If you had told me in January that Orange Door Hospitality would be actively working on a place-based venture in July, I would have told you that you were getting ahead of yourself. At that point, Chris and I were still writing our business plan for our catering and personal chef operation; working through the ins and outs of cooking delicious food and delivering warm hospitality to a small but loyal group of clients. It was in writing this plan that we envisioned building a place for our business as a 3-5 year goal. We saw ourselves opening a place where small businesses like ours could share a licensed kitchen, and where sharing food experiences could bring a community together. Inspired by The Third Space in Atlanta, R. House in Baltimore, and Commonwealth Kitchen in Boston, we imagined someday housing a commercial kitchen, a demonstration kitchen, and a dining space for events all under one roof. Key word, someday. Yet here we are, six months after launching our catering business, putting down roots for this business concept like the vegetables in our backyard garden.
If you’re wondering why we’re moving forward with our place-based business vision so far ahead of schedule, it’s because we found the perfect place and decided to jump in with both feet. Whether it was by luck, happenstance, or just curious Googling, one day in early April we discovered that West Acton Villageworks, the new walkable business development about 10 minutes drive from our house, had space available for rent. Intrigued, we contacted the developer to see if we could get a tour and find out more about this collection of shops, offices, and eateries whose mission is to help “build a healthy, diverse, interesting, alive, and sustainable community where businesses grow and thrive.” It sounded like just the place where Chris and I ought to set up shop with our Orange Door kitchen concept, so we were thrilled when Mathias (the developer) got back to us within three hours of our inquiry with a proposal to go see a new property that he had just added to the West Acton Villageworks development.
The property he showed us was an old deli-turned-restaurant next to the train tracks and post office on a side street in West Acton. If I’m being honest with you, my first impression was unimpressed. The site had great parking, but was otherwise kind of a mess of weeds, old cracked sidewalk, and peeling paint. The inside was worse with its dirt stained carpet, grease stained paint, and general odor of bad takeout and dust. Thank goodness Chris and I have good imaginations! With my background in interior design and our years of experience fixing up our old house, we could see past all of the grime to what the space might look like as a hub for culinary community. We could picture the baker and caterer using the new licensed kitchen to fill orders and prepare for events. We could see the rising star sous-chef throwing a pop-up dinner for a packed house of hungry diners eager to taste her bold new flavors. We could envision local entrepreneurs co-working by the fireplace by day and local foodies learning how to make fresh tomato sauce and fresh pasta in the demo kitchen by night.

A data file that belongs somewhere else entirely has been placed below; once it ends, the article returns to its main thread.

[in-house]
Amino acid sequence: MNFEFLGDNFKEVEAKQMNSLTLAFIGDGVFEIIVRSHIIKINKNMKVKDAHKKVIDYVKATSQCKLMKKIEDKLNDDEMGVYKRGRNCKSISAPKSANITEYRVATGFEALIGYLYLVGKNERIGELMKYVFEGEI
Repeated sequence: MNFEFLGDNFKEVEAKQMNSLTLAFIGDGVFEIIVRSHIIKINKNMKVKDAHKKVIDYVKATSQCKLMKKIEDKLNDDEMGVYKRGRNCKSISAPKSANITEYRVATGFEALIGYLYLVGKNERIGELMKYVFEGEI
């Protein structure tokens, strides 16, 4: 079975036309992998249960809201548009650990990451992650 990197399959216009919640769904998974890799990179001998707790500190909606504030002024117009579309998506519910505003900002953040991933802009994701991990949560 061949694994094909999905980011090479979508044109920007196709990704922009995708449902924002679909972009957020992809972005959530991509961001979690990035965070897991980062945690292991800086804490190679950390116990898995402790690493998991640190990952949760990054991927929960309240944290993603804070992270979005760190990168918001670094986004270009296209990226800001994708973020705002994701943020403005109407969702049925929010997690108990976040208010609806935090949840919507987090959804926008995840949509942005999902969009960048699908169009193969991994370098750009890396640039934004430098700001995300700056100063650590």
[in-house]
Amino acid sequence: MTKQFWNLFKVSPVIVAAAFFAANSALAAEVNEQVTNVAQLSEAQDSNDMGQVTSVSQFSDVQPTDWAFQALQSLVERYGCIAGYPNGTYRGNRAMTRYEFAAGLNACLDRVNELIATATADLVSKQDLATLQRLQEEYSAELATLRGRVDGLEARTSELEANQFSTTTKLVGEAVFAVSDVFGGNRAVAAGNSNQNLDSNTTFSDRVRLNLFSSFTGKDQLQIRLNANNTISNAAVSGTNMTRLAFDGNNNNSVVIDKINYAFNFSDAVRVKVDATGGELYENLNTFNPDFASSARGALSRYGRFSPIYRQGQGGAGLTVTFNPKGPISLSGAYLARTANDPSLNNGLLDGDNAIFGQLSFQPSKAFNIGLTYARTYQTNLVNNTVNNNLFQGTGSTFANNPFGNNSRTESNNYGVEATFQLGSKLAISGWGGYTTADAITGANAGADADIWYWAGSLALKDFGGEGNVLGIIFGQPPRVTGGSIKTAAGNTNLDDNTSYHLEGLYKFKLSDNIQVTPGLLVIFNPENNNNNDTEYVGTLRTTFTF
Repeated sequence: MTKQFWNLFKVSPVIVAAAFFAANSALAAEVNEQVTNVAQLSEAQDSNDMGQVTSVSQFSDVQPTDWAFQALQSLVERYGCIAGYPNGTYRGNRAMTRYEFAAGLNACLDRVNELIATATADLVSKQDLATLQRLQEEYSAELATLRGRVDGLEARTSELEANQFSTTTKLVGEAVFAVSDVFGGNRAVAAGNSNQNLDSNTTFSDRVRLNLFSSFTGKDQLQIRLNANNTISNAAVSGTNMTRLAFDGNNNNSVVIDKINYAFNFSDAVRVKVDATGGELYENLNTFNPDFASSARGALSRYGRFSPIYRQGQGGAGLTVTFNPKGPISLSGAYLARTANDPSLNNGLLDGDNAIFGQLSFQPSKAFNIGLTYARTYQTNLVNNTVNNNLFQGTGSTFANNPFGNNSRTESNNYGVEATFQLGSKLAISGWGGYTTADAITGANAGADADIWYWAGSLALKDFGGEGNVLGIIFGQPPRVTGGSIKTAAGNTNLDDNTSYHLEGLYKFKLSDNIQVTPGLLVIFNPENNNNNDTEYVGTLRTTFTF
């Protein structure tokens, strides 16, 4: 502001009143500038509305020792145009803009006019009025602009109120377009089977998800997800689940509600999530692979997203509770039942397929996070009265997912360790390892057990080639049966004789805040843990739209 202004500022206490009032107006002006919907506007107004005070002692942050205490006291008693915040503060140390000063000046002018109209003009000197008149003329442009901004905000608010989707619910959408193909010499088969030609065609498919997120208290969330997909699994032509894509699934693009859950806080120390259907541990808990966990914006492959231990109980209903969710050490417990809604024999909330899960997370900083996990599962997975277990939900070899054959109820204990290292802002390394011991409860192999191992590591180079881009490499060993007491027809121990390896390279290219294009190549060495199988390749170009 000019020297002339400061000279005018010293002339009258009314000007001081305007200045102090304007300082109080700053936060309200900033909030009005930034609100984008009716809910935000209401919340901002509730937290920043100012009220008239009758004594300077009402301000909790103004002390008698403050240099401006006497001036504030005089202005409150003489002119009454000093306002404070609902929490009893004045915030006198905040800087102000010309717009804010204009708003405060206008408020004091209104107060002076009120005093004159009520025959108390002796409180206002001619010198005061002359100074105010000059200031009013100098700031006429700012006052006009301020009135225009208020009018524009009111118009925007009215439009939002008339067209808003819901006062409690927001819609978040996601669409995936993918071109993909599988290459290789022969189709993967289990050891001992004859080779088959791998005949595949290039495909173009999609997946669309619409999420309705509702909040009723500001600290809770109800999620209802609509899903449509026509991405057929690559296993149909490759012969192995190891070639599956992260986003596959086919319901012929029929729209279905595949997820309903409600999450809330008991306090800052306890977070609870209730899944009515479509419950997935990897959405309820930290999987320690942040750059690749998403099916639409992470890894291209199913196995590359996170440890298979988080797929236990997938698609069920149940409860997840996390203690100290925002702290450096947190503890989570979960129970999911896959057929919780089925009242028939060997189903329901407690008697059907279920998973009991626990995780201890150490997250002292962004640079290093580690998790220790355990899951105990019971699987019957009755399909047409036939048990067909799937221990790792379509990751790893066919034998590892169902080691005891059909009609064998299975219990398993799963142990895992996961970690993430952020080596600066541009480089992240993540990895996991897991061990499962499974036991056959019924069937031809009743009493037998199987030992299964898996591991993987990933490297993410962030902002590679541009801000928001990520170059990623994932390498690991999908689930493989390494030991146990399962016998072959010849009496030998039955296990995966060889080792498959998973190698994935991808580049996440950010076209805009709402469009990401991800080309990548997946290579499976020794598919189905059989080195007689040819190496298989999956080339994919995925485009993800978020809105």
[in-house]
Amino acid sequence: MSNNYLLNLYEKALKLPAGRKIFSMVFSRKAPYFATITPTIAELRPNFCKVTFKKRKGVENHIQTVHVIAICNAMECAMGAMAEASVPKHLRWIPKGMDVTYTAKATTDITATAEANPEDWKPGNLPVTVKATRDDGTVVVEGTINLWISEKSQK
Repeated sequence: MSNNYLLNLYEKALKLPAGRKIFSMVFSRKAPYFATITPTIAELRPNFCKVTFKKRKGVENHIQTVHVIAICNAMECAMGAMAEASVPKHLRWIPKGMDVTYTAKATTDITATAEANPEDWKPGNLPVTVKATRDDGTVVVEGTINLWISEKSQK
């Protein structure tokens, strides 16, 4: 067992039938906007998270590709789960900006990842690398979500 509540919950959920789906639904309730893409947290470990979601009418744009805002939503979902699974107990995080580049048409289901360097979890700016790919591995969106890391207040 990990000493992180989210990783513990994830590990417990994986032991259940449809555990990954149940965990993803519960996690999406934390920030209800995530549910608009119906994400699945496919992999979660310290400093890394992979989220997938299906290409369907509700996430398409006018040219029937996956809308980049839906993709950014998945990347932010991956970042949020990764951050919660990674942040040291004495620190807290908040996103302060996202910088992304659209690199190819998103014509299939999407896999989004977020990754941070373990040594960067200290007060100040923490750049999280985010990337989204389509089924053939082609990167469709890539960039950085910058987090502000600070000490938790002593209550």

We left our first meeting and tour with Mathias feeling conflicted. The space had huge potential. The developer seemed like he really believed in the mission of his town center development. The other businesses at Villageworks looked like they would welcome and support our food community concept. The outlook was good, but were we jumping the gun by a few years? We needed to step back and evaluate the pros and cons of taking this leap, so we took a few weeks to write another business plan to capture the concept of our space and assess the financial risk. We ran the plan by some of our advisors and a few of our toughest critics (friends and family) to make sure it made sense, and found that people were responding enthusiastically to the nuts and bolts of our ideas! We had a plan for a space that businesses would need and people would want, so we took a deep breath and decided to go for it.
What happened next can be yada yada yada’d a little bit so that I can let you get back to your day. Suffice to say, our lease negotiation was perhaps the friendliest and most respectful business transaction in the history of business transactions (okay, I’m exaggerating for effect). Working with Mathias and New Habitat Partners and getting to know some of our new Villageworks neighbors has already made our decision to say to hell with our planned timeline feel like the right choice. We’re still months away from opening, but we’re already feeling welcomed, supported, and we couldn’t be more excited to share our food adventure with this great community. Stay tuned for more stories as we design and build out our Orange Door Kitchen!